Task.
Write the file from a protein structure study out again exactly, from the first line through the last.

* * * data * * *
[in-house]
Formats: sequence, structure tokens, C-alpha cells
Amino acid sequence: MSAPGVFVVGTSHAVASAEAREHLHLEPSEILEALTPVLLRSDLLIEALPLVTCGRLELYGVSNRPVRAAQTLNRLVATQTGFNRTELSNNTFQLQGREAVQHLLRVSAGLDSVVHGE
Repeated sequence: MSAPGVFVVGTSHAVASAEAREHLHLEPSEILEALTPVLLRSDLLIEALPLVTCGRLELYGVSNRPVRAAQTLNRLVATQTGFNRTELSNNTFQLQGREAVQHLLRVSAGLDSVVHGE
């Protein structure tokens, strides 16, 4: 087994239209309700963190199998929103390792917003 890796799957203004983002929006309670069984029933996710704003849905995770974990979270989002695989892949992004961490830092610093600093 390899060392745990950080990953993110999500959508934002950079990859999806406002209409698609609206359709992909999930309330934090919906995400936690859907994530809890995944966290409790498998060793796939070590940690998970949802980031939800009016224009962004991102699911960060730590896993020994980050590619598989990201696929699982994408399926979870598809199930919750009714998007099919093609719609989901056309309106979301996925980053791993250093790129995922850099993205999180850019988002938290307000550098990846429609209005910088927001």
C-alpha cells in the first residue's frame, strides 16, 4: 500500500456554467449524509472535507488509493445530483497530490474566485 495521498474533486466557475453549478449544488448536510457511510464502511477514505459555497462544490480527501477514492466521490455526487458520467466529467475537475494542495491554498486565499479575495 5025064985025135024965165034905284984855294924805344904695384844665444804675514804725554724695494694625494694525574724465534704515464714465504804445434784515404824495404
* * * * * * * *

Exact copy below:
[in-house]
Formats: sequence, structure tokens, C-alpha cells
Amino acid sequence: MSAPGVFVVGTSHAVASAEAREHLHLEPSEILEALTPVLLRSDLLIEALPLVTCGRLELYGVSNRPVRAAQTLNRLVATQTGFNRTELSNNTFQLQGREAVQHLLRVSAGLDSVVHGE
Repeated sequence: MSAPGVFVVGTSHAVASAEAREHLHLEPSEILEALTPVLLRSDLLIEALPLVTCGRLELYGVSNRPVRAAQTLNRLVATQTGFNRTELSNNTFQLQGREAVQHLLRVSAGLDSVVHGE
């Protein structure tokens, strides 16, 4: 087994239209309700963190199998929103390792917003 890796799957203004983002929006309670069984029933996710704003849905995770974990979270989002695989892949992004961490830092610093600093 390899060392745990950080990953993110999500959508934002950079990859999806406002209409698609609206359709992909999930309330934090919906995400936690859907994530809890995944966290409790498998060793796939070590940690998970949802980031939800009016224009962004991102699911960060730590896993020994980050590619598989990201696929699982994408399926979870598809199930919750009714998007099919093609719609989901056309309106979301996925980053791993250093790129995922850099993205999180850019988002938290307000550098990846429609209005910088927001």
C-alpha cells in the first residue's frame, strides 16, 4: 500500500456554467449524509472535507488509493445530483497530490474566485 495521498474533486466557475453549478449544488448536510457511510464502511477514505459555497462544490480527501477514492466521490455526487458520467466529467475537475494542495491554498486565499479575495 5025064985025135024965165034905284984855294924805344904695384844665444804675514804725554724695494694625494694525574724465534704515464714465504804445434784515404824495404